Holladay says the Jesus wife fragment is about real people. On that we all agree. The question his response does not treat is in what role are these real people placed? My point is that the disciple noted could simply be seen as a representative of what the church is, a wife or bride of Christ. Without any more context there is no way to tell.

But let’s assume the text does say Jesus had a wife. What does that show? Nothing about the real Jesus, as all who have responded to this text have said. It is too late and probably belongs to too fringe a group to reflect the real Jesus.

If, indeed, it is even authentic (via Lionel Windsor).

 Most of its individual phrases are taken directly from the Coptic version of the Gospel of Thomas – the best-known and most complete of the ancient gospel texts that have come to light over the past century or so. The author has used a kind of “collage” technique to assemble the items selected from Thomas into a new composition. While this seems an unlikely way for an ancient author to compose a text, it’s what might be expected of a modern forger with limited facility in the Coptic language.

Of course, noone is accusing King of faking it. But if it is fake then we are not at all surprised that King would seize upon it anyway. It’s right up her street.

Back to Mohler,

Professor King claims that these few words and phrases should be understood as presenting a different story of Jesus, a different gospel. She then argues that the words should be read as claiming that Jesus was married, that Mary Magdalene was likely his wife. She argues further that, while this document provides evidence of Jesus’ marital status, the phrases do not necessarily mean he was married. More than anything else, she argues against the claim that Christianity is a unified body of commonly-held truths.

The thread that ties all these texts and arguments together is the 1945 discovery of some 52 ancient texts near the town of Nag Hammadi in Egypt. These texts are known to scholars as Gnostic literature. The texts present heretical narratives and claims about Jesus and his message, and they have been a treasure trove for those seeking to replace orthodox Christianity with something different.

Several ambitions drive this effort. Feminists have sought to use the Nag Hammadi texts to argue that women have been sidelined by the orthodox tradition, and that these Gnostic texts prove that women were central to the leadership of the early church, perhaps even superior to the men. Others have used the Nag Hammadi texts to argue that Christianity was diverse movement marked by few doctrinal concerns until it was hijacked by political and ecclesiastical leaders, who constructed theological orthodoxy as a way of establishing churchly power in the Roman Empire and then stifling dissent. Still others argue that Christianity’s moral prohibitions concerning sexuality, and especially homosexuality, were part of this forced orthodoxy which, they argue, was not the essence of true Christianity. More than anything else, many have used the Nag Hammadi texts as leverage for their argument that Christianity was originally a way of spirituality centered in the teachings of a merely human Christ — not a message of salvation through faith in a divine Jesus who saves sinners through the atonement he accomplished in his death and resurrection.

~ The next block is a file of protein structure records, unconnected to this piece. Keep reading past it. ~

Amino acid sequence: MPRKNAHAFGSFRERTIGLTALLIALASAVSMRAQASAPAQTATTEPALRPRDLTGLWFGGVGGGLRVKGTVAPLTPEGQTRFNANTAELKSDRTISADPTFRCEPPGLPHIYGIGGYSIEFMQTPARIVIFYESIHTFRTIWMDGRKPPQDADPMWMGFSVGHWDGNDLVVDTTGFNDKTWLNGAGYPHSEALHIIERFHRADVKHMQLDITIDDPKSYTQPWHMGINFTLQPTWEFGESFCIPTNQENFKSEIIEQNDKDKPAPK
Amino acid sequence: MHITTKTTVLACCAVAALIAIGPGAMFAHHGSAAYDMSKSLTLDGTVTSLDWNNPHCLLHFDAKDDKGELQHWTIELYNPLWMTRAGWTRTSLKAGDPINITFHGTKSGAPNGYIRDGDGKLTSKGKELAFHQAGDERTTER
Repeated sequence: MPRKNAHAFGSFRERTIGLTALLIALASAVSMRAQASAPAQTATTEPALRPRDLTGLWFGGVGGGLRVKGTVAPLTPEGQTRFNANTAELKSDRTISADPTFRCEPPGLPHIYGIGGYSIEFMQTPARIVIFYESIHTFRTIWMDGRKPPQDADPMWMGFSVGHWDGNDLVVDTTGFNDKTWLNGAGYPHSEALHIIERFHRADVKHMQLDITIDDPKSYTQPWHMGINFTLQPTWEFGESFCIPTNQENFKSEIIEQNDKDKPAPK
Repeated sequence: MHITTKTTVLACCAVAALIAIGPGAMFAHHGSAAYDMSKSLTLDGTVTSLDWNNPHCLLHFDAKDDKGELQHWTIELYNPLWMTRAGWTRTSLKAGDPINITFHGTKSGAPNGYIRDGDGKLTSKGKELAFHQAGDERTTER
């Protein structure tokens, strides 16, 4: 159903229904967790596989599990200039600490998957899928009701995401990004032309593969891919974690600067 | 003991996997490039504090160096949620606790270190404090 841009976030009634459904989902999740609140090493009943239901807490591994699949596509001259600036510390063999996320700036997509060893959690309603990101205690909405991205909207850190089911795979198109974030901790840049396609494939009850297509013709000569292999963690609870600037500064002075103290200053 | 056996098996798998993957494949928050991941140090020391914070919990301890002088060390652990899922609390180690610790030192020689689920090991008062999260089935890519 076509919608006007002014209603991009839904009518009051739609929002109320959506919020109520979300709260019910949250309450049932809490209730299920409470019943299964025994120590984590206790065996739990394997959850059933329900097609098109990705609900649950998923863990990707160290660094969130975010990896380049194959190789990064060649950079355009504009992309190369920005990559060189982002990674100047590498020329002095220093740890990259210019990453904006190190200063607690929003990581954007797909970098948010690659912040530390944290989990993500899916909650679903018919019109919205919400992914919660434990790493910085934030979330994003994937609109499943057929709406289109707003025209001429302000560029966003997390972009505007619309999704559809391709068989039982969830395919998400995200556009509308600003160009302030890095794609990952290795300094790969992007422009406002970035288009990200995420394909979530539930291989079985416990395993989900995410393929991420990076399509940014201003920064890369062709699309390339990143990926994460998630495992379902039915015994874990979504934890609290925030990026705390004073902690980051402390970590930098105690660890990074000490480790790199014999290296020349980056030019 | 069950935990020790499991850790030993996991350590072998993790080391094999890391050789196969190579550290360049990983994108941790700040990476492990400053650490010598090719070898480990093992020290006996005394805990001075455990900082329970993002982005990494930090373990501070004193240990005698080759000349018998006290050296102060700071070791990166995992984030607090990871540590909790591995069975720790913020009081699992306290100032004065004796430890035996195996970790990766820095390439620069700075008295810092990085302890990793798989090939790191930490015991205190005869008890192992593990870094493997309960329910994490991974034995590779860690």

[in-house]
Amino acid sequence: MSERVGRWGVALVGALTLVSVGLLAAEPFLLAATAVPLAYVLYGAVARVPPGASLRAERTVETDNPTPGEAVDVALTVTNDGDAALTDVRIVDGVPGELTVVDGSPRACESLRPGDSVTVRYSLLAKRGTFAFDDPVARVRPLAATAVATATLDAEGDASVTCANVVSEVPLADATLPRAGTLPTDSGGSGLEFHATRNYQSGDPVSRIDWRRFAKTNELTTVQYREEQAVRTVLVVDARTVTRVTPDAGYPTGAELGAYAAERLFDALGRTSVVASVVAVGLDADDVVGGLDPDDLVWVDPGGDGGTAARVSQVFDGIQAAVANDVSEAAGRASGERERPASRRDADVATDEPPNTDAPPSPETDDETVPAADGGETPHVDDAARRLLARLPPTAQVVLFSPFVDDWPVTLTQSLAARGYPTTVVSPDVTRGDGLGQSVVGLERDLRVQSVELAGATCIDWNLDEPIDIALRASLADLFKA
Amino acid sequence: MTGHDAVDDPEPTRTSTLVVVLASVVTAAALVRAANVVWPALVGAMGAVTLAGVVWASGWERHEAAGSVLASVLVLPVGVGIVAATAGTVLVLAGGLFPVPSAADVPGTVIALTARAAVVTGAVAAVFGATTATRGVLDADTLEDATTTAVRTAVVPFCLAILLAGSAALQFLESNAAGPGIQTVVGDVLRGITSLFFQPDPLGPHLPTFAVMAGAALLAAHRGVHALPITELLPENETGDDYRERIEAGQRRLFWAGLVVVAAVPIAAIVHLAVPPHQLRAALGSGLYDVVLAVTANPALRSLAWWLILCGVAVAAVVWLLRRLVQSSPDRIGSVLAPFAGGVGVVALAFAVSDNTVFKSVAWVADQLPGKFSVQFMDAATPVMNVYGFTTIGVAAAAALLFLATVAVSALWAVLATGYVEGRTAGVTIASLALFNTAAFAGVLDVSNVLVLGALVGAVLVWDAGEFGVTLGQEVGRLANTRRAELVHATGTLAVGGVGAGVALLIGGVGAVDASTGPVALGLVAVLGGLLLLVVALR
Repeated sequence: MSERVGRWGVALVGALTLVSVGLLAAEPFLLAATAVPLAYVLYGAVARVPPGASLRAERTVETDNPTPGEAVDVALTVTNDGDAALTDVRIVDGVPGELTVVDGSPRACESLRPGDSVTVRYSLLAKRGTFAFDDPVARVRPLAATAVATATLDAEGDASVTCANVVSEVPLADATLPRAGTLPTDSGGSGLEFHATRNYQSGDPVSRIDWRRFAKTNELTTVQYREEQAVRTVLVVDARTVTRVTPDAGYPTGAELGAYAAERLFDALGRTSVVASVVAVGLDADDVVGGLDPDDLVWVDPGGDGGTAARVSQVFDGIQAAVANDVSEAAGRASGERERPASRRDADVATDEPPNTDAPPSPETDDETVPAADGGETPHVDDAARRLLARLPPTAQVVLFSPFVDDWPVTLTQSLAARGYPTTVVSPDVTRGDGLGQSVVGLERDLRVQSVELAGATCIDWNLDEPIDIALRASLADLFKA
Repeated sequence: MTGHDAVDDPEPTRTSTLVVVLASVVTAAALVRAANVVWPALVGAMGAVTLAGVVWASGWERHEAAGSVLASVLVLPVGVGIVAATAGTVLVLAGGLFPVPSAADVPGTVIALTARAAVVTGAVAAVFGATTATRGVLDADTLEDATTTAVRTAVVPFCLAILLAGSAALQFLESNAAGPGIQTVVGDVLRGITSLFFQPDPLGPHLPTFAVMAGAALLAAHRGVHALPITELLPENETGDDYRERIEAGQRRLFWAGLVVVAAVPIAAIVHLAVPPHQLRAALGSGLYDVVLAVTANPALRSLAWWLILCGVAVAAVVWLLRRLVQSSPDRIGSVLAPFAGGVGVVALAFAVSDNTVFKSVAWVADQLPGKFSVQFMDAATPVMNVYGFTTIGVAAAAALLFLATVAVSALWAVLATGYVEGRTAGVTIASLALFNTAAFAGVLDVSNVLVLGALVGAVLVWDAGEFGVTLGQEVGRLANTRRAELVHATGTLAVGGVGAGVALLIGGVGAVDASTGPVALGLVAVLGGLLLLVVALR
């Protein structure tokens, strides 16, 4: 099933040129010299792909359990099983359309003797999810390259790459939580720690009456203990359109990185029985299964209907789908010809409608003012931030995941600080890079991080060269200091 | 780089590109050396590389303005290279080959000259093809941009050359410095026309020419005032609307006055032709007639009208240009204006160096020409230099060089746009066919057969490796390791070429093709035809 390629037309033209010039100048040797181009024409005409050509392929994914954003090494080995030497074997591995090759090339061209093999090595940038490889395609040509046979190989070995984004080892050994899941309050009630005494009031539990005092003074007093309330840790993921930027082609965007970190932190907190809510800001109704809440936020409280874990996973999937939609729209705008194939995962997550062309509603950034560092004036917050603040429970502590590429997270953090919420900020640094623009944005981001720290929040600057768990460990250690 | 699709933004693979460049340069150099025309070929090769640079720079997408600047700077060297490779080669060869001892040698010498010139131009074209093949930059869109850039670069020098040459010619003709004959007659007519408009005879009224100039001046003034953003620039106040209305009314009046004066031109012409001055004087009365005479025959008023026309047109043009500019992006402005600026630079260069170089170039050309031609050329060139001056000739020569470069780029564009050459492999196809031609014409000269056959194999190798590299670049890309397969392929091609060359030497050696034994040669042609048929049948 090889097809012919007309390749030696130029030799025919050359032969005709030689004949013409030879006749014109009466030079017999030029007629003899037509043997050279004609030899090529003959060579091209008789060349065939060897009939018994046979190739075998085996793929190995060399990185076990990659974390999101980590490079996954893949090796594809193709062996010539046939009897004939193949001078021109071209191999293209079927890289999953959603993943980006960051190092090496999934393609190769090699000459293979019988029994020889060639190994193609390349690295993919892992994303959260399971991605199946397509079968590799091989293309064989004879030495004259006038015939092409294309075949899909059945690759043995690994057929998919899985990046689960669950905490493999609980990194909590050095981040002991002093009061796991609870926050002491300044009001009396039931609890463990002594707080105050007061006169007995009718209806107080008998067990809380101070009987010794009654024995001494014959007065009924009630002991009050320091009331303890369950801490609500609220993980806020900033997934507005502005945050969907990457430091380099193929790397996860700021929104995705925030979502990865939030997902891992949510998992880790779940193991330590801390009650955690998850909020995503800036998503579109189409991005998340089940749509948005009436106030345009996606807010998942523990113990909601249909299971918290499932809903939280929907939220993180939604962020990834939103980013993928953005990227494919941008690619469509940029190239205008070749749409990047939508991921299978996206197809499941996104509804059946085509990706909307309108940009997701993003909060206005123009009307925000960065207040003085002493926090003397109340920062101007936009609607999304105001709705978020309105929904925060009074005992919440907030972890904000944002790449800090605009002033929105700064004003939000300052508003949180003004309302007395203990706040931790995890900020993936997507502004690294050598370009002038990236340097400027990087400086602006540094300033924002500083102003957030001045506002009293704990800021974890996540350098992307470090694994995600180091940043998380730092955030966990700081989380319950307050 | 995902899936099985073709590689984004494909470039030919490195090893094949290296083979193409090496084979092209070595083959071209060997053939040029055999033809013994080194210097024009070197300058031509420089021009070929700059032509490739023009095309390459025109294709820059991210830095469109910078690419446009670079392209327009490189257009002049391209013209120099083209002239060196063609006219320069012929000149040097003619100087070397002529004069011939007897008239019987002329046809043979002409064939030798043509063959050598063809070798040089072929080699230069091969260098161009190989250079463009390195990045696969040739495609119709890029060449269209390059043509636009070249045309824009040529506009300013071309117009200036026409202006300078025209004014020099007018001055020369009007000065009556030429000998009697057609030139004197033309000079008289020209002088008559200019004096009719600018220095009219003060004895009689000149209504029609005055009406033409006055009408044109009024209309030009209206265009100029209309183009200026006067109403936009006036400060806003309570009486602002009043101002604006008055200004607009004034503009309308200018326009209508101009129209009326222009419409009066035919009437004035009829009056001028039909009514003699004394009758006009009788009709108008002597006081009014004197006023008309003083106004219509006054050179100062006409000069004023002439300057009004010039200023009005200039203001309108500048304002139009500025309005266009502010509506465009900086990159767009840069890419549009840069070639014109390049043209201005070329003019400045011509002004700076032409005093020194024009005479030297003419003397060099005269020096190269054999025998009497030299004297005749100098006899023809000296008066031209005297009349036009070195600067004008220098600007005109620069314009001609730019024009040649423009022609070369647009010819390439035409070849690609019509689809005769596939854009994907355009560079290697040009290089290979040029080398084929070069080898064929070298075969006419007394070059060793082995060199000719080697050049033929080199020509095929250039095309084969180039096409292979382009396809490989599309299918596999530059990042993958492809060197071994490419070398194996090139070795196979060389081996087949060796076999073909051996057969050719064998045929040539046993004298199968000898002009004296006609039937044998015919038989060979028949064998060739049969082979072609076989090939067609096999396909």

Lionel also has some helpful remarks,

Despite such flimsy evidence, why do so many people want Jesus to be married?

Maybe it’s because many of us are deeply suspicious of the organised, institutional “church”, so we’re predisposed to believe anyone who casts doubt on the writings of the New Testament and the Christian message, without properly checking it out.

Maybe it’s because we assume sex makes us human. Sexuality and sexual relationships are so often seen today as keys to our self-definition and our identity. If Jesus were married, he’d be a powerful pin-up boy for the quest to put sexual expression at the core of our own humanness.

We so want Jesus to affirm our own desires and priorities but He remains elusive. At least in that respect. But He is, at the same time, perfectly attainable in the words of the canonical gospels. When we stop searching for the Jesus who affirms our desires and accept the real Jesus we find a far more wonderful figure. One who subverts so many of our assumptions of what life and humanity are all about.

Rich Mullins put it well,

and you ought to also look at this: